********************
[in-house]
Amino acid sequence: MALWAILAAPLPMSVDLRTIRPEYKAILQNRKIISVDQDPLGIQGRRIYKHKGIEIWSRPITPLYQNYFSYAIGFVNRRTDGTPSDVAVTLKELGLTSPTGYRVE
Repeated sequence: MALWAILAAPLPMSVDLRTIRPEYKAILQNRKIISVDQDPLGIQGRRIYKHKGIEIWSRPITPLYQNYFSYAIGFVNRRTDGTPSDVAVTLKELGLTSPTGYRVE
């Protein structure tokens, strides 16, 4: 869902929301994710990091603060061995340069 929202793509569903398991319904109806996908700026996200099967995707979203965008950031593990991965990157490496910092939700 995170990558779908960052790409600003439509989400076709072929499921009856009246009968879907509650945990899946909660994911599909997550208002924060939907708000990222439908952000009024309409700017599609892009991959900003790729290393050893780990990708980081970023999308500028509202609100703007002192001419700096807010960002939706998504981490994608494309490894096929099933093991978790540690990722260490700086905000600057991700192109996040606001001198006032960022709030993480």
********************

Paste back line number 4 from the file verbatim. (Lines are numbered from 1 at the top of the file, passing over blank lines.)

């Protein structure tokens, strides 16, 4: 869902929301994710990091603060061995340069 929202793509569903398991319904109806996908700026996200099967995707979203965008950031593990991965990157490496910092939700 995170990558779908960052790409600003439509989400076709072929499921009856009246009968879907509650945990899946909660994911599909997550208002924060939907708000990222439908952000009024309409700017599609892009991959900003790729290393050893780990990708980081970023999308500028509202609100703007002192001419700096807010960002939706998504981490994608494309490894096929099933093991978790540690990722260490700086905000600057991700192109996040606001001198006032960022709030993480």